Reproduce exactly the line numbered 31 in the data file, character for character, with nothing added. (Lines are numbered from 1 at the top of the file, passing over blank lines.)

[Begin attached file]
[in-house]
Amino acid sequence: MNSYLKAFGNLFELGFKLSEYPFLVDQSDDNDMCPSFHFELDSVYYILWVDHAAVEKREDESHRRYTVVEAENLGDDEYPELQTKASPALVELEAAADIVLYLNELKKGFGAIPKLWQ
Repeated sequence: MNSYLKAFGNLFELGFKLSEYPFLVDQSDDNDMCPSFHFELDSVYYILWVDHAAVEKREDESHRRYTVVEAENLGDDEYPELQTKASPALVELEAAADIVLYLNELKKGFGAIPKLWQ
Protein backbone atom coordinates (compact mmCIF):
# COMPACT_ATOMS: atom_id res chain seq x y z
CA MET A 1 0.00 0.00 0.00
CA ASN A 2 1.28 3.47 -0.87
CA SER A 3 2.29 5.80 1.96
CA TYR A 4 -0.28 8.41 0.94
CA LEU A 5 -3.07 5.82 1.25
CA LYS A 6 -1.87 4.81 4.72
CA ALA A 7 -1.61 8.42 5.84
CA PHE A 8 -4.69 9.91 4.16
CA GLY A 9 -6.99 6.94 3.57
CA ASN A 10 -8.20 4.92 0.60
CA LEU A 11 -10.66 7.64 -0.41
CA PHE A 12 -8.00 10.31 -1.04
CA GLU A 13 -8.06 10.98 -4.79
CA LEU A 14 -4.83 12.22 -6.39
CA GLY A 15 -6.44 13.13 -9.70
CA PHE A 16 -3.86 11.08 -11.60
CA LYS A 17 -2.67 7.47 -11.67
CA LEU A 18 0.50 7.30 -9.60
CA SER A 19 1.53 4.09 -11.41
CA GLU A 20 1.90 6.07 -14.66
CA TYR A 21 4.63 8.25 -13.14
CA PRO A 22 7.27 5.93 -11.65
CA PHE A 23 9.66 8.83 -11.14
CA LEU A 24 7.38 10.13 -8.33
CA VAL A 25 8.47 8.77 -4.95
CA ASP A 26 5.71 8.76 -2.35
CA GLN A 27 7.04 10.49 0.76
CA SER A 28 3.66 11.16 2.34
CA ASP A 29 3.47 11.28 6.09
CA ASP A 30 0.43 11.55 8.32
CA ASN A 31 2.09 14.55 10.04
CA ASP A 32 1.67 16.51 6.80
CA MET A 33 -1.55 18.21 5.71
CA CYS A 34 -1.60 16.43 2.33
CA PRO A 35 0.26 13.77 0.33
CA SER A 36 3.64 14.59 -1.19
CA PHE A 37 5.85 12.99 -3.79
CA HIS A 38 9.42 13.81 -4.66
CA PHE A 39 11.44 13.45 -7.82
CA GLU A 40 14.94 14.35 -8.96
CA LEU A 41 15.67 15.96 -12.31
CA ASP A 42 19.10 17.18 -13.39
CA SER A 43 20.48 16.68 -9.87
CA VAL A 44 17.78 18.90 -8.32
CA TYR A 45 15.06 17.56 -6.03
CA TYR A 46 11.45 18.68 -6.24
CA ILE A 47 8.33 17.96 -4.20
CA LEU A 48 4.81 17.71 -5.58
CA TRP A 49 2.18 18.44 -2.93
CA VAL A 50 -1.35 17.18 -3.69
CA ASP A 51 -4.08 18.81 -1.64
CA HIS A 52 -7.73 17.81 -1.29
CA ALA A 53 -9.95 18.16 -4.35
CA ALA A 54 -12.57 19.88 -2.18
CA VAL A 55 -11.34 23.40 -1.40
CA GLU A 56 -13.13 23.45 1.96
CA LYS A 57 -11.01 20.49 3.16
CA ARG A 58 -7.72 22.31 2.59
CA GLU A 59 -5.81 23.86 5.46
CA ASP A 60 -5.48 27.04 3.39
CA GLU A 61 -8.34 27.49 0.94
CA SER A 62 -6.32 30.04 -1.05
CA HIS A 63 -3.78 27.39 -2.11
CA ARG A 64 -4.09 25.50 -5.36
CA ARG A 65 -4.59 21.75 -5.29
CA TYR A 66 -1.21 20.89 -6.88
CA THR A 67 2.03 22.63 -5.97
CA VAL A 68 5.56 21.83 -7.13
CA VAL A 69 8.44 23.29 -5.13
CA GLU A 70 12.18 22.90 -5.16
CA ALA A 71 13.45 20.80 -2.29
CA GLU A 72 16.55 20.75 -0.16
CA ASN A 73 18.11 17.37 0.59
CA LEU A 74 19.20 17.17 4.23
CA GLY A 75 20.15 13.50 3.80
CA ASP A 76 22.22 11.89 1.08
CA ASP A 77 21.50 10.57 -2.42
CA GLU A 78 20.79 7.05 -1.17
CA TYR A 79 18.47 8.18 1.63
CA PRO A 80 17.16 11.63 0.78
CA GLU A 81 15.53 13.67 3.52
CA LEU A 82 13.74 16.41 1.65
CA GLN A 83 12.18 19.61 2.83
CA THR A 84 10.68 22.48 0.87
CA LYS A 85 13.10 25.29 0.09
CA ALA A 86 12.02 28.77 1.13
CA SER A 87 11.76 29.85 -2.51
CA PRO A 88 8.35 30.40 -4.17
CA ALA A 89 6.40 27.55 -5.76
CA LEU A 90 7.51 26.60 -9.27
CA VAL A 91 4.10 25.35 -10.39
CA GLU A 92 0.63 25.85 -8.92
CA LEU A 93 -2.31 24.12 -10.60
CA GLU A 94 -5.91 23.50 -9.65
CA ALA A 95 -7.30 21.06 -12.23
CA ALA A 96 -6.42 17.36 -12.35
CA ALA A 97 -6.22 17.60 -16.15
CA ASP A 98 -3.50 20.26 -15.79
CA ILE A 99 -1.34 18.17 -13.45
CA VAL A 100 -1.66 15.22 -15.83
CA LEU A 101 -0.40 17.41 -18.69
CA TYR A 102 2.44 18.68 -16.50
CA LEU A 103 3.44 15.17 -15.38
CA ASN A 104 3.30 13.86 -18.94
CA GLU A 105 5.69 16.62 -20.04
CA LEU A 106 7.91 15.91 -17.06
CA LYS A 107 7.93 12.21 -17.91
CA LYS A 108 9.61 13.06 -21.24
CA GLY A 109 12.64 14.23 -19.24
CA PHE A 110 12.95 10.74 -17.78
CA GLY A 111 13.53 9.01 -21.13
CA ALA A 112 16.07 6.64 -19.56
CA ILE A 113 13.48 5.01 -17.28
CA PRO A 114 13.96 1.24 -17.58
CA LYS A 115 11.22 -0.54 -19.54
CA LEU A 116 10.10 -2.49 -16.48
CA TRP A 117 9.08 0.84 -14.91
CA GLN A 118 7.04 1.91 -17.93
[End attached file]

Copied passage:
CA ASP A 26 5.71 8.76 -2.35